Last week a woman was harassed for refusing to sit in the back of a bus, in order – “God forbid” – not to be seen by men. This did not happen on the outskirts of Tehran, but rather on the outskirts of Jerusalem.
In nearby Beit Shemesh, eight-year-old Na'ama Margolis was assaulted for walking immodestly on the wrong side of the street, the side worthy of men only.
I have much respect for religion in general and for the Jewish religion in particular, but these phenomena have as much to do with religion as apartheid has with human rights. They are not only illegal, but a blatant form of discrimination and an assault on basic human rights and values. They place Israel in a dubious club of nations discriminating against women.
The Middle East as a whole is a case in point. In most countries of the region, women suffer as second-class citizens. It is a truism that the more women are liberated, the more they become part of the socio-political process of their country, the more advanced and democratic the country becomes, and vice-versa. As an example, I'd like to examine Tunisia on the one hand, and Saudi Arabia on the other.
Tunisia has since the days of its late president and nation-builder, Habib Bourguiba, granted women greater equality than most Arab societies.
Throughout the years, and continuing today, emphasis was placed on girls' education, including higher education; on women's participation in the market and the political process. As early as the '90s, about a quarter of the members in the Tunisian parliament were women. In most other Arab countries women have fewer than 10 percent of parliament seats. No wonder then that young women played a central role in the Yasmin Revolution, leading demonstrations and writing courageous blogs, such as that of the much applauded Lina Ben Mhenni.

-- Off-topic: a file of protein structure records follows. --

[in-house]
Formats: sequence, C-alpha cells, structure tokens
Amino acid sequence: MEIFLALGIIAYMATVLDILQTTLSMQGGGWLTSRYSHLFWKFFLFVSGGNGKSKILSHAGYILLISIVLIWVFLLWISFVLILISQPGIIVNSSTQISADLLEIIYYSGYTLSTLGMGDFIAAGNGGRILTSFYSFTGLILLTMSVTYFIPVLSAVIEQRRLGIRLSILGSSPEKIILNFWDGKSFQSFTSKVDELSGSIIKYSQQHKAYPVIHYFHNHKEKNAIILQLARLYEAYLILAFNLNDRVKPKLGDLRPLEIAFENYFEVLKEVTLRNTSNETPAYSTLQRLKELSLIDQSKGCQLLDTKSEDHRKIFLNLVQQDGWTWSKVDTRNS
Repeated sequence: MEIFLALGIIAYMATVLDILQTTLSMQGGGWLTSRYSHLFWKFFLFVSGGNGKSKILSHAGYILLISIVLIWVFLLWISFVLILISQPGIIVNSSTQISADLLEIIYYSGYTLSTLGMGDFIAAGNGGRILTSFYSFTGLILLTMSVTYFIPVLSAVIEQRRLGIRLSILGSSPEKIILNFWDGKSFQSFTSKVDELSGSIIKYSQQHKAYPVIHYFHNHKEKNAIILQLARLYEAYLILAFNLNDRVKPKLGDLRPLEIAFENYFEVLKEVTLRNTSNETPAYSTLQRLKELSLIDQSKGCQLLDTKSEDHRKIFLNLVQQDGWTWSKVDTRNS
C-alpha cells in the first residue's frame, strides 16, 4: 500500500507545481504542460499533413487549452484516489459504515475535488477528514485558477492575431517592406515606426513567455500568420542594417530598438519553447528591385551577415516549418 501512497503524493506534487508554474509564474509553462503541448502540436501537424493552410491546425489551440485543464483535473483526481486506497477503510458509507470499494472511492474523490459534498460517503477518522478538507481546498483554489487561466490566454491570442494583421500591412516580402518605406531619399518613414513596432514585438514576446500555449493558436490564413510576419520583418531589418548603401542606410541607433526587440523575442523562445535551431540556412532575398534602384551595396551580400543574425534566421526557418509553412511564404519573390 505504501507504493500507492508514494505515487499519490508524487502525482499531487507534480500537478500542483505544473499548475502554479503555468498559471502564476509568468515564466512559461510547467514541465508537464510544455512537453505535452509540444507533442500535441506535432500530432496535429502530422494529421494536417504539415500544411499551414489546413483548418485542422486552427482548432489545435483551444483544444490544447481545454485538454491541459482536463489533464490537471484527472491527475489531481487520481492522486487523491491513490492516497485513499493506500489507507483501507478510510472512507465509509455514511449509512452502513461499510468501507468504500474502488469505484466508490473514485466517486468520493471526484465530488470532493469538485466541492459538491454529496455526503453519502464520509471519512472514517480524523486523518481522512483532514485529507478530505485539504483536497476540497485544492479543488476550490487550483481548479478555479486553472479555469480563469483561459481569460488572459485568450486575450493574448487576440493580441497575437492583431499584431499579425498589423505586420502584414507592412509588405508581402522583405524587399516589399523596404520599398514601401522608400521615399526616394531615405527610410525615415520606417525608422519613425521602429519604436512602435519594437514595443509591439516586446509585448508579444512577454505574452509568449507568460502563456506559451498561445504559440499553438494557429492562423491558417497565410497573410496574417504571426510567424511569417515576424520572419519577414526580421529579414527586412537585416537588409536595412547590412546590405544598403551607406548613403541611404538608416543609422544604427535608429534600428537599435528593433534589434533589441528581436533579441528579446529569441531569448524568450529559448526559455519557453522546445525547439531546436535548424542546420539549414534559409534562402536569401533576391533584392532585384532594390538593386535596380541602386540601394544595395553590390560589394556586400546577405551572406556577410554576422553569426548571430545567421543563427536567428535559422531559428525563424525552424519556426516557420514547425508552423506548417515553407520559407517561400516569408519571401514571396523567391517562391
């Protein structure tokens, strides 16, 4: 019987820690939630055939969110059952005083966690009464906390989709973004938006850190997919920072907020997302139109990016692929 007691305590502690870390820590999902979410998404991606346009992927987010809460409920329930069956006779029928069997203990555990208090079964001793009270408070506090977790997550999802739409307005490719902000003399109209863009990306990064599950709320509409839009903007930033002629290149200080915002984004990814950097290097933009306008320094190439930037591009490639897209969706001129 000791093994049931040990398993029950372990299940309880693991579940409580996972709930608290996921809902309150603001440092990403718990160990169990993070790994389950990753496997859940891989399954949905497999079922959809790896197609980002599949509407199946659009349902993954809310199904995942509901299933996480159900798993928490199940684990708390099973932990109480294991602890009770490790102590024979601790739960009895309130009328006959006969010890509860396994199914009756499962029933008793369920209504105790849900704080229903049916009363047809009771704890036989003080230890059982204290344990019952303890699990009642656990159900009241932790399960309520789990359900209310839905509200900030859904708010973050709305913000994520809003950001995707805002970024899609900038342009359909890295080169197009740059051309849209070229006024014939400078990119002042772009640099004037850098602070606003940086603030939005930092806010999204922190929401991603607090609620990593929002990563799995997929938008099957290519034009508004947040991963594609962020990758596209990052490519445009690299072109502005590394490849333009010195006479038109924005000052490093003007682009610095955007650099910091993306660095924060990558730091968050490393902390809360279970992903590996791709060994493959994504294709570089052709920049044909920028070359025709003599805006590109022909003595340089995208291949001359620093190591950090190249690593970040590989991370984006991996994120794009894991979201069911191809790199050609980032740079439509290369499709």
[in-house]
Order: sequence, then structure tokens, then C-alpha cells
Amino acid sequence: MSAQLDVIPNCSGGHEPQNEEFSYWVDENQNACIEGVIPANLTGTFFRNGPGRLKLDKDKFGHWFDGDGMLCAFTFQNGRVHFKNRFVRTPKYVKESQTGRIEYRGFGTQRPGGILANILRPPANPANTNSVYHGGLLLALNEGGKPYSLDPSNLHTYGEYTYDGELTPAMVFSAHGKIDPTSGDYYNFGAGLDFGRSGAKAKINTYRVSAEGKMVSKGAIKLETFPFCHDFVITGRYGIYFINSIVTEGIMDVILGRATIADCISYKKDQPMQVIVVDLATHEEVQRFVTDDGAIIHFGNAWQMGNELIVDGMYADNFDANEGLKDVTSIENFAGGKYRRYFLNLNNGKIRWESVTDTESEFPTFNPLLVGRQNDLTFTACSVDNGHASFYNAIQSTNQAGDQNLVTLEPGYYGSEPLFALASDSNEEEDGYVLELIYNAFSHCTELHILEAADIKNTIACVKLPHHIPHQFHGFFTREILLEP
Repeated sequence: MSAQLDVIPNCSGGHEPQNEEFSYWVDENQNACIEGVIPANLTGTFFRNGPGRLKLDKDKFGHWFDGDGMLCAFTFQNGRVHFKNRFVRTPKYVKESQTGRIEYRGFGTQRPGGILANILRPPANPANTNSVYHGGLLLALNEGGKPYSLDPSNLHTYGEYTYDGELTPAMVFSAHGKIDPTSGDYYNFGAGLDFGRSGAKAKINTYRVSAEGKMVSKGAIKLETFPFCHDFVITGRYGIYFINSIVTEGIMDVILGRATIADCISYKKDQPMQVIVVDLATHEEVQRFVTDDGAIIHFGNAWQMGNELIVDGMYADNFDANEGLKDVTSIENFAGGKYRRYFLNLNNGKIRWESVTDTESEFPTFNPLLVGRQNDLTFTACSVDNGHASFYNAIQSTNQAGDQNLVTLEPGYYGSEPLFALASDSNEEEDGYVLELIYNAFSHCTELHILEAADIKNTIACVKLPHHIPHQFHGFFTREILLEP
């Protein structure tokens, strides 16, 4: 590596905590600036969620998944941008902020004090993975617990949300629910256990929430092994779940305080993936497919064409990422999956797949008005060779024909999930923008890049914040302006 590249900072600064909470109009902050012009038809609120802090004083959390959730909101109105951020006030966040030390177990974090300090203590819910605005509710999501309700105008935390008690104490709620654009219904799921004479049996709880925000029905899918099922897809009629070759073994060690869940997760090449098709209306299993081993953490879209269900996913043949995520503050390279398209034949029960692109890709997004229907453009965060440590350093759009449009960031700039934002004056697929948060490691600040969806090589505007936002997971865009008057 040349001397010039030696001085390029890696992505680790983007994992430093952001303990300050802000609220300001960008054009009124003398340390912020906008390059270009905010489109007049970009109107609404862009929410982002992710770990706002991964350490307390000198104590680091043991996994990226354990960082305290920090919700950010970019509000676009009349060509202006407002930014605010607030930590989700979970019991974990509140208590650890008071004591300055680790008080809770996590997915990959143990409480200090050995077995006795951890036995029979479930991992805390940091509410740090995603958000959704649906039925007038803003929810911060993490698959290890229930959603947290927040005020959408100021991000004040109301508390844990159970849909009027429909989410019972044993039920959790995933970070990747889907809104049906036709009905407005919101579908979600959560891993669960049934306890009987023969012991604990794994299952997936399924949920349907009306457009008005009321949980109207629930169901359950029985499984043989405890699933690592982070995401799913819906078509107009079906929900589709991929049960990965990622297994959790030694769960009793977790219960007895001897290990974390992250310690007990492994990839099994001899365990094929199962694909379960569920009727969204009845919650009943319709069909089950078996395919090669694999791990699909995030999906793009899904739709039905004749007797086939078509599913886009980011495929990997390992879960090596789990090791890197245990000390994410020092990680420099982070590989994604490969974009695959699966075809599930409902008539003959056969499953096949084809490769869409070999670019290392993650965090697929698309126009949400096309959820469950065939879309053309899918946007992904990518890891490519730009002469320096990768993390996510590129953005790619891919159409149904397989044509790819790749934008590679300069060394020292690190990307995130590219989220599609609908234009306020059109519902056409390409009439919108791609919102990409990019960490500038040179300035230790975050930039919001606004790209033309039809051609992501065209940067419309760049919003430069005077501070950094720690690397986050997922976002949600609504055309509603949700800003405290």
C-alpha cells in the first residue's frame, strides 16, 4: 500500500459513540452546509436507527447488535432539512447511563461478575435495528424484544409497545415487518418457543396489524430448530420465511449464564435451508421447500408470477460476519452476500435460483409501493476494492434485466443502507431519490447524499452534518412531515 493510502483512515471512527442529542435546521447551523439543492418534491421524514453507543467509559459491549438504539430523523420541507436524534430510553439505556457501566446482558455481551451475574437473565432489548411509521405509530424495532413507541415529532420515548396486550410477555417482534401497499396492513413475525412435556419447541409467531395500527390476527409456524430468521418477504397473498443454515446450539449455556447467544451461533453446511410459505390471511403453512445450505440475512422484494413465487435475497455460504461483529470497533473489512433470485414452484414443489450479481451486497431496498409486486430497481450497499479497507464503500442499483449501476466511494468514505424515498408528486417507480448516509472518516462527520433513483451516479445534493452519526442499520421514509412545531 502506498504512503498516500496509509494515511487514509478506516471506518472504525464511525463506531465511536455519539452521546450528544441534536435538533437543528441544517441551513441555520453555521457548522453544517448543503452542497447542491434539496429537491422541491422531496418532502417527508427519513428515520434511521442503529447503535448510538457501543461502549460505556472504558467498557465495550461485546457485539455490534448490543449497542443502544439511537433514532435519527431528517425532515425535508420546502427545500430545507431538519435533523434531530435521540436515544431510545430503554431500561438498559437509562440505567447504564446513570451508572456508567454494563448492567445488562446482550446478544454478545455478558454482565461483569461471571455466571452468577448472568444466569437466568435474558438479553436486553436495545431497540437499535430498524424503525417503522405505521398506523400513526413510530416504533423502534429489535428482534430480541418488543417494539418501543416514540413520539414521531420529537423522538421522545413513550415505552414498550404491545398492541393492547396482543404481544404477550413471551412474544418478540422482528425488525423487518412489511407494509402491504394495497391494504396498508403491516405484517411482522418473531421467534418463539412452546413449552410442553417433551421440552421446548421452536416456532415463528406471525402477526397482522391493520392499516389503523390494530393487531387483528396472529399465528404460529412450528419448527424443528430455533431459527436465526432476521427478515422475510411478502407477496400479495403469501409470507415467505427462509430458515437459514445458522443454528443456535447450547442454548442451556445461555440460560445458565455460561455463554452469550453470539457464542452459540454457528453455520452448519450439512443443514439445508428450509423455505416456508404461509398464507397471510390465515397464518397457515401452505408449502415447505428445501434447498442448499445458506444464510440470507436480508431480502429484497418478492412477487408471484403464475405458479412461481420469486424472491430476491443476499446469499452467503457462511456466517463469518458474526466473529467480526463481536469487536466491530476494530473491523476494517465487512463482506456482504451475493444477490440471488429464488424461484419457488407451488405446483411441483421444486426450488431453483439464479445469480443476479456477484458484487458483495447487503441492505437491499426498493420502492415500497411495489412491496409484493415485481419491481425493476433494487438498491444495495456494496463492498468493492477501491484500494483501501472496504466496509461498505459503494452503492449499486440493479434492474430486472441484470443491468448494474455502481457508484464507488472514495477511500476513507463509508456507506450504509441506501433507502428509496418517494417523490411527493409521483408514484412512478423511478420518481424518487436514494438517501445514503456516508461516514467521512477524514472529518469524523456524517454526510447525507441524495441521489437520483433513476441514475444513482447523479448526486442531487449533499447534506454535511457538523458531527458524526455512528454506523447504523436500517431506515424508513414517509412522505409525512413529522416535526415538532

Saudi Arabia, on the other hand, adheres to an ultra-orthodox interpretation of Islam and has institutionally turned women into second-class citizens at best. It is a highly patriarchic society, in which women are practically enslaved to men – without the right to vote or even drive and with little employment and strict clothing restrictions.
The situation of women in most Arab countries is probably among the least advanced in the world, and is somewhere in between Saudi Arabia and Tunisia, perhaps with the exception of Palestine (the West Bank), where the participation of women in the student bodies, as well as in the workforce and in the political struggle for independence, is very high, Hanan Ashrawi being a case in point.
The Arab Spring has brought in its wake greater liberation of Arab women – many of the leaders of the demonstrations throughout our region were women, such as heads of NGOs calling for the downfall of dictators, like Tawakul Karman, who has been awarded the Nobel Peace Prize for her courageous resistance to the outgoing Yemenite regime.
This is also reflected in the growing participation of Arab women on social networks, particularly Facebook and Twitter, where one-third of active users are women, a proportion constantly on the rise. This is exemplified in the YaLa – Young Leaders movement I have initiated on Facebook, where 38% of the 22,000 members from Israel and the Arab world are women.
Women's rights movements have recently emerged even in Saudi Arabia, such as the Women2Drive movement.